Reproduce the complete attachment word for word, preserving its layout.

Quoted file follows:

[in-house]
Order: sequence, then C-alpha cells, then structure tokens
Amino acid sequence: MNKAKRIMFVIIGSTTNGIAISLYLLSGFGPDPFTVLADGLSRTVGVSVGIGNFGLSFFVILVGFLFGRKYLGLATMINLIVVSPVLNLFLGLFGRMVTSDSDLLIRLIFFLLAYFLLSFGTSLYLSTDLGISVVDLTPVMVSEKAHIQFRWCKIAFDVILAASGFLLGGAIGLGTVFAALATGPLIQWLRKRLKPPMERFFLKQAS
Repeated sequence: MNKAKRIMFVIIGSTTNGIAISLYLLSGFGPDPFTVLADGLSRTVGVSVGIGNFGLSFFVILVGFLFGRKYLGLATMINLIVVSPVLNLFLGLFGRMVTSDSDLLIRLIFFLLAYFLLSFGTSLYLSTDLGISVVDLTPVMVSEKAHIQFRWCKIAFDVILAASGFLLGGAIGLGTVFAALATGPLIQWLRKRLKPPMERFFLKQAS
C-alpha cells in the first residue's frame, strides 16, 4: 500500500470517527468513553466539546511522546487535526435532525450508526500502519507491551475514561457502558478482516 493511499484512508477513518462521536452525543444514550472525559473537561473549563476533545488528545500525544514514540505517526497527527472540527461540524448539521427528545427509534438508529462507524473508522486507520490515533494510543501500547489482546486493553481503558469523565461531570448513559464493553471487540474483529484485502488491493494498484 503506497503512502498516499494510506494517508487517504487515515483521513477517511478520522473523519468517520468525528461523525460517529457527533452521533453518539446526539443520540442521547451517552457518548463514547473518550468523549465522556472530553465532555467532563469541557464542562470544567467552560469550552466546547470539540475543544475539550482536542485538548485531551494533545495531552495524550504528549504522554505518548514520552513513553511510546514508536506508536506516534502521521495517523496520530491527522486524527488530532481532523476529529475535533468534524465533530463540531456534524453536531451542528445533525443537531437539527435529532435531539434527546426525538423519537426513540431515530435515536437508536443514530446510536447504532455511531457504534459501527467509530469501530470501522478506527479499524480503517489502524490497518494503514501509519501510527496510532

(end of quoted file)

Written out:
[in-house]
Order: sequence, then C-alpha cells, then structure tokens
Amino acid sequence: MNKAKRIMFVIIGSTTNGIAISLYLLSGFGPDPFTVLADGLSRTVGVSVGIGNFGLSFFVILVGFLFGRKYLGLATMINLIVVSPVLNLFLGLFGRMVTSDSDLLIRLIFFLLAYFLLSFGTSLYLSTDLGISVVDLTPVMVSEKAHIQFRWCKIAFDVILAASGFLLGGAIGLGTVFAALATGPLIQWLRKRLKPPMERFFLKQAS
Repeated sequence: MNKAKRIMFVIIGSTTNGIAISLYLLSGFGPDPFTVLADGLSRTVGVSVGIGNFGLSFFVILVGFLFGRKYLGLATMINLIVVSPVLNLFLGLFGRMVTSDSDLLIRLIFFLLAYFLLSFGTSLYLSTDLGISVVDLTPVMVSEKAHIQFRWCKIAFDVILAASGFLLGGAIGLGTVFAALATGPLIQWLRKRLKPPMERFFLKQAS
C-alpha cells in the first residue's frame, strides 16, 4: 500500500470517527468513553466539546511522546487535526435532525450508526500502519507491551475514561457502558478482516 493511499484512508477513518462521536452525543444514550472525559473537561473549563476533545488528545500525544514514540505517526497527527472540527461540524448539521427528545427509534438508529462507524473508522486507520490515533494510543501500547489482546486493553481503558469523565461531570448513559464493553471487540474483529484485502488491493494498484 503506497503512502498516499494510506494517508487517504487515515483521513477517511478520522473523519468517520468525528461523525460517529457527533452521533453518539446526539443520540442521547451517552457518548463514547473518550468523549465522556472530553465532555467532563469541557464542562470544567467552560469550552466546547470539540475543544475539550482536542485538548485531551494533545495531552495524550504528549504522554505518548514520552513513553511510546514508536506508536506516534502521521495517523496520530491527522486524527488530532481532523476529529475535533468534524465533530463540531456534524453536531451542528445533525443537531437539527435529532435531539434527546426525538423519537426513540431515530435515536437508536443514530446510536447504532455511531457504534459501527467509530469501530470501522478506527479499524480503517489502524490497518494503514501509519501510527496510532